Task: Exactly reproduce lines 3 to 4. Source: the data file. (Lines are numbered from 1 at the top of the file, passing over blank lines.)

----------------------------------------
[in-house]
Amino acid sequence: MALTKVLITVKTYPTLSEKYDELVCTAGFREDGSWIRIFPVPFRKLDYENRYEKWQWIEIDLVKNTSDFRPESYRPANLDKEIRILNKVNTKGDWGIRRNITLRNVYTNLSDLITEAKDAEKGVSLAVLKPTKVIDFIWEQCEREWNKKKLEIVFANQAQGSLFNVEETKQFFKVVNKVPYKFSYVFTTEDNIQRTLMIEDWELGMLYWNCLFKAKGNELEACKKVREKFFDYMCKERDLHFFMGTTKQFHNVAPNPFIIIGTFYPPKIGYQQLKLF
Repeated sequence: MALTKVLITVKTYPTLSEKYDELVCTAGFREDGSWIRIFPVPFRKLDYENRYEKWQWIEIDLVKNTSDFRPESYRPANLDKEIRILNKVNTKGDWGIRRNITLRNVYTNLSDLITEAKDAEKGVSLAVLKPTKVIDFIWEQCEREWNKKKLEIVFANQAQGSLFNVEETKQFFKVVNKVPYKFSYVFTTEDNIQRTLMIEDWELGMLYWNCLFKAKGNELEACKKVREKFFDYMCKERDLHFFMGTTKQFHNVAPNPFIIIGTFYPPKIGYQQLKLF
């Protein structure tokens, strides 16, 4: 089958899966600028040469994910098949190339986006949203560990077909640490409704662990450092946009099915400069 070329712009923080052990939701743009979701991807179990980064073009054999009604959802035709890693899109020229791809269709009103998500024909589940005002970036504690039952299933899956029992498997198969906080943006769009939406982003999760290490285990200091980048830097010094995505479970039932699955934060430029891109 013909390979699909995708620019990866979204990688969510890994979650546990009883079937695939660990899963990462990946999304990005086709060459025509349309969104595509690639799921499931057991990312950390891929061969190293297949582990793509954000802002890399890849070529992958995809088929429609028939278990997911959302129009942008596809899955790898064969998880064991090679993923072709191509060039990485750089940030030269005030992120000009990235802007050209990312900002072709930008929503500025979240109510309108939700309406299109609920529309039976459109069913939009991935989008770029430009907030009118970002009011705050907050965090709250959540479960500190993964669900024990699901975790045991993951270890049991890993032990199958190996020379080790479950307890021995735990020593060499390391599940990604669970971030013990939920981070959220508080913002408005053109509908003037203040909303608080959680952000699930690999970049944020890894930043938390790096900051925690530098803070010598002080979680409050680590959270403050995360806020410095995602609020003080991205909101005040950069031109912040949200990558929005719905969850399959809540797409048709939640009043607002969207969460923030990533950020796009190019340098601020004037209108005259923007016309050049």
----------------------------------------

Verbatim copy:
Repeated sequence: MALTKVLITVKTYPTLSEKYDELVCTAGFREDGSWIRIFPVPFRKLDYENRYEKWQWIEIDLVKNTSDFRPESYRPANLDKEIRILNKVNTKGDWGIRRNITLRNVYTNLSDLITEAKDAEKGVSLAVLKPTKVIDFIWEQCEREWNKKKLEIVFANQAQGSLFNVEETKQFFKVVNKVPYKFSYVFTTEDNIQRTLMIEDWELGMLYWNCLFKAKGNELEACKKVREKFFDYMCKERDLHFFMGTTKQFHNVAPNPFIIIGTFYPPKIGYQQLKLF
């Protein structure tokens, strides 16, 4: 089958899966600028040469994910098949190339986006949203560990077909640490409704662990450092946009099915400069 070329712009923080052990939701743009979701991807179990980064073009054999009604959802035709890693899109020229791809269709009103998500024909589940005002970036504690039952299933899956029992498997198969906080943006769009939406982003999760290490285990200091980048830097010094995505479970039932699955934060430029891109 013909390979699909995708620019990866979204990688969510890994979650546990009883079937695939660990899963990462990946999304990005086709060459025509349309969104595509690639799921499931057991990312950390891929061969190293297949582990793509954000802002890399890849070529992958995809088929429609028939278990997911959302129009942008596809899955790898064969998880064991090679993923072709191509060039990485750089940030030269005030992120000009990235802007050209990312900002072709930008929503500025979240109510309108939700309406299109609920529309039976459109069913939009991935989008770029430009907030009118970002009011705050907050965090709250959540479960500190993964669900024990699901975790045991993951270890049991890993032990199958190996020379080790479950307890021995735990020593060499390391599940990604669970971030013990939920981070959220508080913002408005053109509908003037203040909303608080959680952000699930690999970049944020890894930043938390790096900051925690530098803070010598002080979680409050680590959270403050995360806020410095995602609020003080991205909101005040950069031109912040949200990558929005719905969850399959809540797409048709939640009043607002969207969460923030990533950020796009190019340098601020004037209108005259923007016309050049």